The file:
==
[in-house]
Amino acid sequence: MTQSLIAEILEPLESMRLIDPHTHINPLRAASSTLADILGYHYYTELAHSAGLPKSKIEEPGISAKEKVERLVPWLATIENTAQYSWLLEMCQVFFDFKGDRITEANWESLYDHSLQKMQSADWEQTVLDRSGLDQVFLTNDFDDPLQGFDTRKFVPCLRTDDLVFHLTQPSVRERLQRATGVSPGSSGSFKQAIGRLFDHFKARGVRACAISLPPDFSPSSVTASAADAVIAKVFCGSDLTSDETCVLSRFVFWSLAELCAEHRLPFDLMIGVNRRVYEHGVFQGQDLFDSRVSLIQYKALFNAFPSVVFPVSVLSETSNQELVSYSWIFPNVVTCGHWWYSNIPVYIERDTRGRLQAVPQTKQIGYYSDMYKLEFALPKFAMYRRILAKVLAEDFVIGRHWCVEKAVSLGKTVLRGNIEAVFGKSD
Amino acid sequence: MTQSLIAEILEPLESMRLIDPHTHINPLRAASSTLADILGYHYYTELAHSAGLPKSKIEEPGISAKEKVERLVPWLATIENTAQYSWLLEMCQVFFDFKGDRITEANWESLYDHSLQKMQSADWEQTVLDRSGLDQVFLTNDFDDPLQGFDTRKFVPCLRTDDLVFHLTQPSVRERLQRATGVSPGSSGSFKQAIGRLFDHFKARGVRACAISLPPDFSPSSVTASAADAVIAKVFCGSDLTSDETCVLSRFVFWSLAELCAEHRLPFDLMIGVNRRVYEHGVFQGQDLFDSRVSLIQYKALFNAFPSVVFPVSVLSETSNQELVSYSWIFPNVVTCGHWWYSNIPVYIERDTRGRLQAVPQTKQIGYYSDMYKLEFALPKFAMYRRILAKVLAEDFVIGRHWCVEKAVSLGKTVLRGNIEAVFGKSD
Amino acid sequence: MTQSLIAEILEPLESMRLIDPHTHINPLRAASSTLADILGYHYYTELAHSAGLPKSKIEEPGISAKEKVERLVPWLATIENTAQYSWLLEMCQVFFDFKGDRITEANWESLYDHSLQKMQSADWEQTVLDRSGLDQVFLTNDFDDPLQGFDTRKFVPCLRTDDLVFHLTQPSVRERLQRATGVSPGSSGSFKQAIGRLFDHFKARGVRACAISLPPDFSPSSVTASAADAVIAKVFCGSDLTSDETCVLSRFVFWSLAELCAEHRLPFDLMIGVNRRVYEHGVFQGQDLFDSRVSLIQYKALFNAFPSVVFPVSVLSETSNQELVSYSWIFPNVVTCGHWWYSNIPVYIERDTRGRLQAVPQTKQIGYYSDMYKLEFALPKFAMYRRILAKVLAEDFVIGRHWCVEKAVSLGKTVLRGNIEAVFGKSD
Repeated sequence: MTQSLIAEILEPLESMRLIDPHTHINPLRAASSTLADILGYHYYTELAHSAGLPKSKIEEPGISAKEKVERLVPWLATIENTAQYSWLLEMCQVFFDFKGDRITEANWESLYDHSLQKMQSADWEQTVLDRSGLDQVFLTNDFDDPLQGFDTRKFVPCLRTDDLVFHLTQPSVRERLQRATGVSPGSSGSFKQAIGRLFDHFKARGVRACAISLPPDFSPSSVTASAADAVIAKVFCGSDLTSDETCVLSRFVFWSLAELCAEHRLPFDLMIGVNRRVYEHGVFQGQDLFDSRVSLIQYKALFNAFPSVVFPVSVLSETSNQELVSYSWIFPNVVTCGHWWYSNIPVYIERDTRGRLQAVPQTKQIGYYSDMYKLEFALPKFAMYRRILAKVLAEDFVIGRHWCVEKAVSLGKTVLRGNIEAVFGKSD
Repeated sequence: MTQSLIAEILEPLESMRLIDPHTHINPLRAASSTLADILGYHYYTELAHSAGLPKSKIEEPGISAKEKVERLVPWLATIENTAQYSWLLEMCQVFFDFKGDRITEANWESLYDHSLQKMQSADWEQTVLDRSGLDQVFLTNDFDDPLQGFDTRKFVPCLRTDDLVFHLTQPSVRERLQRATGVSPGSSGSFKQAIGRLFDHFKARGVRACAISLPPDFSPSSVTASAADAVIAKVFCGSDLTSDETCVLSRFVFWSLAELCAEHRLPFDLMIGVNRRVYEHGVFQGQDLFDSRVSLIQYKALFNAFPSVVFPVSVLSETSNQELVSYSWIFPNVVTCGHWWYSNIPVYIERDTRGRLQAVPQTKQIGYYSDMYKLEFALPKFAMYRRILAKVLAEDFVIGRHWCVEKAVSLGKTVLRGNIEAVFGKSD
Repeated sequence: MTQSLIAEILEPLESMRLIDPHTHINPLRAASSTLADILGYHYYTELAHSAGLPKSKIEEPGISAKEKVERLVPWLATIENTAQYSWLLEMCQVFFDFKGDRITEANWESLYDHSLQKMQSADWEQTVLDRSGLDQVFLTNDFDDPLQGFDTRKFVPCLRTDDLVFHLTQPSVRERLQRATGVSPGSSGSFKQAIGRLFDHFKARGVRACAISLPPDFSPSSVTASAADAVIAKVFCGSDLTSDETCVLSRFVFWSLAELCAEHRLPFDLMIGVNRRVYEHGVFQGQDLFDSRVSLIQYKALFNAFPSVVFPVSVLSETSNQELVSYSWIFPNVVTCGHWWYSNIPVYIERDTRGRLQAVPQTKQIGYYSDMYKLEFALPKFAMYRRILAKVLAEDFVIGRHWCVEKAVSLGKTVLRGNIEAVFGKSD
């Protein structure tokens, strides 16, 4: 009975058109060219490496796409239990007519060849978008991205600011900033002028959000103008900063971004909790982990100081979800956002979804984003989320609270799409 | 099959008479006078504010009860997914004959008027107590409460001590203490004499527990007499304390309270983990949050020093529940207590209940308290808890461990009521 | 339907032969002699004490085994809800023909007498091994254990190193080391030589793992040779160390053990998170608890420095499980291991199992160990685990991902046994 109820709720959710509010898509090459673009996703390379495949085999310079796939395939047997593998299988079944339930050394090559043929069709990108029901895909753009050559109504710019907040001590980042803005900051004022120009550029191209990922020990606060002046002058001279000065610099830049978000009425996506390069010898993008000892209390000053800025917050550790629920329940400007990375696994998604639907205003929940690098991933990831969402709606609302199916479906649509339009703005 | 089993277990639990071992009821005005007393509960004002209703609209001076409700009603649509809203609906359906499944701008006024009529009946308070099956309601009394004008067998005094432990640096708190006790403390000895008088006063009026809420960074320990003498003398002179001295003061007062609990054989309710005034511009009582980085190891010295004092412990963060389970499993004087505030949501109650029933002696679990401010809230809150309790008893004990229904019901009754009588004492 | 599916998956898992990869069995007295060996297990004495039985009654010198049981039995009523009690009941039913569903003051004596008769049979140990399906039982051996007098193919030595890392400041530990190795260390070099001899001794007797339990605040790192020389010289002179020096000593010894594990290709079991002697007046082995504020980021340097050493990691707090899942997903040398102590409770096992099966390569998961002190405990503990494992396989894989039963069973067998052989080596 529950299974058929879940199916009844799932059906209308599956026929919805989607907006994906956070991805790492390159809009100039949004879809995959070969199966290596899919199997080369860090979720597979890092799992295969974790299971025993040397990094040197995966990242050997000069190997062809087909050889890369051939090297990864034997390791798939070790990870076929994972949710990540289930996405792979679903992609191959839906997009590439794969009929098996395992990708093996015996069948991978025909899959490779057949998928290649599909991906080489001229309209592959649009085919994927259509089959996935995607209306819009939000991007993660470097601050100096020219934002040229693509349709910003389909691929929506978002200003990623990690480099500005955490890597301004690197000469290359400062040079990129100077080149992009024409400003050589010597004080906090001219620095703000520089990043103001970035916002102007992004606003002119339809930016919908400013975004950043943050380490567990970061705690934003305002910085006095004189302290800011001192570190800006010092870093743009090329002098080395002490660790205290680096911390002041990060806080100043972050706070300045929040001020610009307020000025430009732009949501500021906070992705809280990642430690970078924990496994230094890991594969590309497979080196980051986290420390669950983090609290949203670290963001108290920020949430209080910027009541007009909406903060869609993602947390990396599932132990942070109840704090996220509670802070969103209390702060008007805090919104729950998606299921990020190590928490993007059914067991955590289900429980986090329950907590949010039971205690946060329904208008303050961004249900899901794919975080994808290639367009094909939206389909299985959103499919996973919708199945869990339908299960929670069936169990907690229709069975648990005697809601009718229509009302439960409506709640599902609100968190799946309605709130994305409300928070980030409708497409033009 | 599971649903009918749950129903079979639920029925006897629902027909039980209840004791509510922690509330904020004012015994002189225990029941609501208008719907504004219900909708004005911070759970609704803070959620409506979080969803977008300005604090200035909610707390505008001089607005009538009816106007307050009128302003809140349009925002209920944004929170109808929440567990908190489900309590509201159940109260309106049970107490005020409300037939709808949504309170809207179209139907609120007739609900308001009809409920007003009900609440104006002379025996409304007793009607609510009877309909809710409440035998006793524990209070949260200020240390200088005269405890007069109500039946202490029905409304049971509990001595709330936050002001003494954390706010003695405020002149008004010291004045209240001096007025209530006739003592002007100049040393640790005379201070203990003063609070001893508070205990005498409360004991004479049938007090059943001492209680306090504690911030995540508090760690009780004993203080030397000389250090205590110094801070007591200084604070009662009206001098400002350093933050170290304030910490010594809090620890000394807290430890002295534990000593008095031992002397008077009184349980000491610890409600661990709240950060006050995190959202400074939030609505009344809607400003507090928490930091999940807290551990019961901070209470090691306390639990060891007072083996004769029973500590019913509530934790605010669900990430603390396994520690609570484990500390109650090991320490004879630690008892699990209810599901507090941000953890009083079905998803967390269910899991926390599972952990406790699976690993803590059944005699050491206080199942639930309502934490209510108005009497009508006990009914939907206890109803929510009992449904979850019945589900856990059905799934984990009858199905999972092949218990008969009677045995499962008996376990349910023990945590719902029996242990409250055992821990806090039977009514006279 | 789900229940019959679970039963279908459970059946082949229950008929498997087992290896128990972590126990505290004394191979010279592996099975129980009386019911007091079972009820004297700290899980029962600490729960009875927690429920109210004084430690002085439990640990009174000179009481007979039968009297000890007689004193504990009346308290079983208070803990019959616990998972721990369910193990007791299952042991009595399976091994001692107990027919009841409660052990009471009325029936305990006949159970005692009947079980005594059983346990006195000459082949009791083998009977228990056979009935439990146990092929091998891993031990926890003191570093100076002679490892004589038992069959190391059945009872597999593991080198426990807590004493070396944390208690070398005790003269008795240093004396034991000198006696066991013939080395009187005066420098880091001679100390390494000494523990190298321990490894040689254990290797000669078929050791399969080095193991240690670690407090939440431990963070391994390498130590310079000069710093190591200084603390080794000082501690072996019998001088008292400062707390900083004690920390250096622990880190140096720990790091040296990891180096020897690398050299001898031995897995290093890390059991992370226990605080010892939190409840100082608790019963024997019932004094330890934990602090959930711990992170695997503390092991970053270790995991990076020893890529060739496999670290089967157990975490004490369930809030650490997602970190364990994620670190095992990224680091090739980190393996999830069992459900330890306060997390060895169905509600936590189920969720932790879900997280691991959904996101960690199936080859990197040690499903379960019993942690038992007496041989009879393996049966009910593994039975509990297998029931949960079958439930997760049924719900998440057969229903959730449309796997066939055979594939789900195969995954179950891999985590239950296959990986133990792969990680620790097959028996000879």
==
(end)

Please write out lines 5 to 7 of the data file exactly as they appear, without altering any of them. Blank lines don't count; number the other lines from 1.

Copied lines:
Repeated sequence: MTQSLIAEILEPLESMRLIDPHTHINPLRAASSTLADILGYHYYTELAHSAGLPKSKIEEPGISAKEKVERLVPWLATIENTAQYSWLLEMCQVFFDFKGDRITEANWESLYDHSLQKMQSADWEQTVLDRSGLDQVFLTNDFDDPLQGFDTRKFVPCLRTDDLVFHLTQPSVRERLQRATGVSPGSSGSFKQAIGRLFDHFKARGVRACAISLPPDFSPSSVTASAADAVIAKVFCGSDLTSDETCVLSRFVFWSLAELCAEHRLPFDLMIGVNRRVYEHGVFQGQDLFDSRVSLIQYKALFNAFPSVVFPVSVLSETSNQELVSYSWIFPNVVTCGHWWYSNIPVYIERDTRGRLQAVPQTKQIGYYSDMYKLEFALPKFAMYRRILAKVLAEDFVIGRHWCVEKAVSLGKTVLRGNIEAVFGKSD
Repeated sequence: MTQSLIAEILEPLESMRLIDPHTHINPLRAASSTLADILGYHYYTELAHSAGLPKSKIEEPGISAKEKVERLVPWLATIENTAQYSWLLEMCQVFFDFKGDRITEANWESLYDHSLQKMQSADWEQTVLDRSGLDQVFLTNDFDDPLQGFDTRKFVPCLRTDDLVFHLTQPSVRERLQRATGVSPGSSGSFKQAIGRLFDHFKARGVRACAISLPPDFSPSSVTASAADAVIAKVFCGSDLTSDETCVLSRFVFWSLAELCAEHRLPFDLMIGVNRRVYEHGVFQGQDLFDSRVSLIQYKALFNAFPSVVFPVSVLSETSNQELVSYSWIFPNVVTCGHWWYSNIPVYIERDTRGRLQAVPQTKQIGYYSDMYKLEFALPKFAMYRRILAKVLAEDFVIGRHWCVEKAVSLGKTVLRGNIEAVFGKSD
Repeated sequence: MTQSLIAEILEPLESMRLIDPHTHINPLRAASSTLADILGYHYYTELAHSAGLPKSKIEEPGISAKEKVERLVPWLATIENTAQYSWLLEMCQVFFDFKGDRITEANWESLYDHSLQKMQSADWEQTVLDRSGLDQVFLTNDFDDPLQGFDTRKFVPCLRTDDLVFHLTQPSVRERLQRATGVSPGSSGSFKQAIGRLFDHFKARGVRACAISLPPDFSPSSVTASAADAVIAKVFCGSDLTSDETCVLSRFVFWSLAELCAEHRLPFDLMIGVNRRVYEHGVFQGQDLFDSRVSLIQYKALFNAFPSVVFPVSVLSETSNQELVSYSWIFPNVVTCGHWWYSNIPVYIERDTRGRLQAVPQTKQIGYYSDMYKLEFALPKFAMYRRILAKVLAEDFVIGRHWCVEKAVSLGKTVLRGNIEAVFGKSD